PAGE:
By Alan Burke
---- — PEABODY — Peabody has seemingly always been consumed by politics. And inevitably the appearance of an open office anywhere touches off a fever of speculation over who might be angling to fill it.
That isn’t the case, however, following the unexpected death of state Rep. Joyce Spiliotis after an illness. The passing of the popular former city councilor and lifelong Peabody resident has proved shocking enough to freeze all the action. Out of respect, the likely candidates aren’t talking, and even the speculators are holding their judgments close.
Nevertheless, a special election is likely to be scheduled by the new House of Representatives on Beacon Hill after it takes office on Jan. 2. A final election, on the other hand, would be months away.
“Probably in the spring,” said Brian McNiff, spokesman for Secretary of State William Galvin.
McNiff explained that the process is entirely in the hands of the House. They could even decide not to hold a special election, although almost certainly it would be scheduled soon after they begin the new session.
“Then the process of holding the election takes about 14 weeks,” he said.
Candidates would be required to come up with 150 signatures in order to be placed on the primary ballot. A primary election would be held for both parties, even if no one has gathered the signatures. “Because there are write-ins.”
In order to be successful, a write-in candidate must win at least 150 votes from his party.
The general election follows. Traditionally, a special election prompts a low turnout and gives an advantage to the candidate who can muster a good campaign organization capable of getting supporters to the polls.
Former Democratic City Committee member Mike Schulze has a reputation for knowing everything worth knowing in Peabody. But he admitted that the death of Spiliotis was a shock to him, as well. Only reluctantly did he consider what might happen next.
“A lot of people are going to carefully look it over,” he said of potential candidates. “It’s not like somebody has been chasing the seat.”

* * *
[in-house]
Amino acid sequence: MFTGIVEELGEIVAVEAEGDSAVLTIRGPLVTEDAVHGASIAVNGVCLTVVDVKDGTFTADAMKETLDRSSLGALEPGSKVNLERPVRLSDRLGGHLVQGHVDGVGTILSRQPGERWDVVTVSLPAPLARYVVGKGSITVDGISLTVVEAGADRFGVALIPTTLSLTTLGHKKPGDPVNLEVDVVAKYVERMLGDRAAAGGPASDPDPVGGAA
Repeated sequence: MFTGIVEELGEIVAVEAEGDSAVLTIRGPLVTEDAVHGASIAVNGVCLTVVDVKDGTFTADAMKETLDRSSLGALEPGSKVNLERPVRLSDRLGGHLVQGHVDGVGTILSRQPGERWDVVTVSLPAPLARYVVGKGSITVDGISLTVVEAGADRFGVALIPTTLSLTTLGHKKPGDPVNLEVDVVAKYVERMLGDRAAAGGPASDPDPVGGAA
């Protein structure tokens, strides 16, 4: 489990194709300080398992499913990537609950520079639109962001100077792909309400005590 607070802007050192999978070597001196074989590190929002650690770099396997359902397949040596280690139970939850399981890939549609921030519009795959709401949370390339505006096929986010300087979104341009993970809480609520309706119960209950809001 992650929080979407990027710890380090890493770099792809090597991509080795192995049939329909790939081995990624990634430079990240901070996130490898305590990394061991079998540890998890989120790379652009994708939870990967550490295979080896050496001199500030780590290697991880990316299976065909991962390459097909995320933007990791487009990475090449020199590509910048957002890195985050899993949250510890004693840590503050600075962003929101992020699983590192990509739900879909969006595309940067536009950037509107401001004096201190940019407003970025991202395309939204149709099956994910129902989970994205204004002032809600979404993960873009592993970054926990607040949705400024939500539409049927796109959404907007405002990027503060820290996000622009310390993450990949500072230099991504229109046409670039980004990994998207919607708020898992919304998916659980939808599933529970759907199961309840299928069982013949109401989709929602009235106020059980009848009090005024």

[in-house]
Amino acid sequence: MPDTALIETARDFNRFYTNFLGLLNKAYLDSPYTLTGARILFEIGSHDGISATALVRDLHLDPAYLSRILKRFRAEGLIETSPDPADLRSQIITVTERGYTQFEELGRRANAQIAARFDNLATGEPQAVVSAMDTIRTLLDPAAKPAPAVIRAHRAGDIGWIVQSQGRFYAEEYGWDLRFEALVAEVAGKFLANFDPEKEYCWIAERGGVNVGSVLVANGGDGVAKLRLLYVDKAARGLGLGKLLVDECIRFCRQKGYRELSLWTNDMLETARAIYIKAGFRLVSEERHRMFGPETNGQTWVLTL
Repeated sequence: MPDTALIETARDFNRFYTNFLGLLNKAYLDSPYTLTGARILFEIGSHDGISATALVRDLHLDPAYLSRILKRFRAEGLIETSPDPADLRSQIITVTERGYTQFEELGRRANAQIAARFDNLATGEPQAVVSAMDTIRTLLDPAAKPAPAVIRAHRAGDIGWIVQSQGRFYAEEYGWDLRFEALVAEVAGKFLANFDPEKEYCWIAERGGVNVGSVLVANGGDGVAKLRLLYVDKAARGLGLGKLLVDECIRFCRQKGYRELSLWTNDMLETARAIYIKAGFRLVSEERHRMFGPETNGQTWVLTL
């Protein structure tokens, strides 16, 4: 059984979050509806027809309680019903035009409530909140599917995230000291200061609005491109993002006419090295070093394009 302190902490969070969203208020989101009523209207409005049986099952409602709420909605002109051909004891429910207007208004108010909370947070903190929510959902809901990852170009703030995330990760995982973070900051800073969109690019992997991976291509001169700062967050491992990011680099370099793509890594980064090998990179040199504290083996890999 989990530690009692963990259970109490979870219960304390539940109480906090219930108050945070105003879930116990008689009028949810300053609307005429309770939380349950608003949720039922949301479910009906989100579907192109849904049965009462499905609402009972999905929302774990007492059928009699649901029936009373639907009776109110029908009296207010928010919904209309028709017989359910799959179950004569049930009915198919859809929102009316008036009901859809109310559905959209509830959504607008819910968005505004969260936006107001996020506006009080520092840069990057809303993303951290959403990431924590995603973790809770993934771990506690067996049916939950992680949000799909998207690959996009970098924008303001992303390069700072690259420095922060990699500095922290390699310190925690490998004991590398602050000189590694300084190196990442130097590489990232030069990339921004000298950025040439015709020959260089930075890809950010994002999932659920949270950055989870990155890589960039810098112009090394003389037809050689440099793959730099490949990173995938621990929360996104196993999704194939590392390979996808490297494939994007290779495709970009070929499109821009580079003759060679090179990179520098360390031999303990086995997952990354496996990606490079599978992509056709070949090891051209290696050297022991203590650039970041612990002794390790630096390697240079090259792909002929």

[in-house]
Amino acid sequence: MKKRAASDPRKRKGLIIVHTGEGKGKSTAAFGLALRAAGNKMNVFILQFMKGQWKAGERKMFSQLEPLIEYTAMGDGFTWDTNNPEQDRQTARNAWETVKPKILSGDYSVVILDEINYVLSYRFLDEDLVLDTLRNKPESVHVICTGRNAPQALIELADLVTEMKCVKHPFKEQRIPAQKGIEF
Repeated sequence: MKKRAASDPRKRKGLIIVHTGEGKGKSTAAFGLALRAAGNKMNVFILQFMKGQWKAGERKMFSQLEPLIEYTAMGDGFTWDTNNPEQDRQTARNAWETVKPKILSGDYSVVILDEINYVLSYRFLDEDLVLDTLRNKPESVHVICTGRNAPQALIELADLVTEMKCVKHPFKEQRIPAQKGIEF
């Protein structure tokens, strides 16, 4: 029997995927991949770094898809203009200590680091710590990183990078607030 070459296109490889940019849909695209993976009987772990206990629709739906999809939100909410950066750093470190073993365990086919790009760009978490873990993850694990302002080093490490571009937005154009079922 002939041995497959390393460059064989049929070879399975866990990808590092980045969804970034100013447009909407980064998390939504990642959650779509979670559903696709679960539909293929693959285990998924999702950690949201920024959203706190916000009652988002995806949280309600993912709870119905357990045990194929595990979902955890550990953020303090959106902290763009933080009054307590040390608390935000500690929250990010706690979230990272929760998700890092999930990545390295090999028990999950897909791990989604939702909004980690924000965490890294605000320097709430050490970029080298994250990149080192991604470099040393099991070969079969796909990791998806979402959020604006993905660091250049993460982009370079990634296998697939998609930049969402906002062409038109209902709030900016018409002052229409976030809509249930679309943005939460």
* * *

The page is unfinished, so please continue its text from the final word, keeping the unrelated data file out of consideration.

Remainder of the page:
He cautioned that mentions of people like former Mayor Michael Bonfanti or even local officeholders often fail to note the nature of serving in the Legislature, which is dominated by its leadership. “Do they want to be a little fish in a big pond?”
On the other hand, there is prestige, he concedes, sitting in one of the world’s oldest continuously serving elective bodies, working beneath the Sacred Cod in “old wooden desks with inkwells in them.”
Past candidates and some of those talked about as possible candidates uniformly rejected the notion of discussing electoral plans out of respect for the family.
“It would be insensitive,” said City Councilor Anne Manning-Martin, who lost to Spiliotis in a hard-fought campaign in 2002.
“It’s too early,” former City Councilor Jim Moutsoulas said. “I’m still in shock over it. Joyce and I were classmates in high school.”
Sean Fitzgerald ran against Spiliotis and narrowly lost in 2006. He ran most recently and unsuccessfully for mayor in 2011.
“I just don’t think it’s appropriate to speak,” he said.
Currently the town manager of Plaistow, N.H., Fitzgerald remains a Peabody resident.
City Councilor Tom Gould was likewise mum on future plans.
“We need to wait a little while out of respect to Joyce’s family,” he said.
Others mentioned as possible candidates are City Councilor Dave Gravel and School Committee member Beverley Griffin-Dunne.
Bonfanti is ruling himself out, citing contentment with retirement.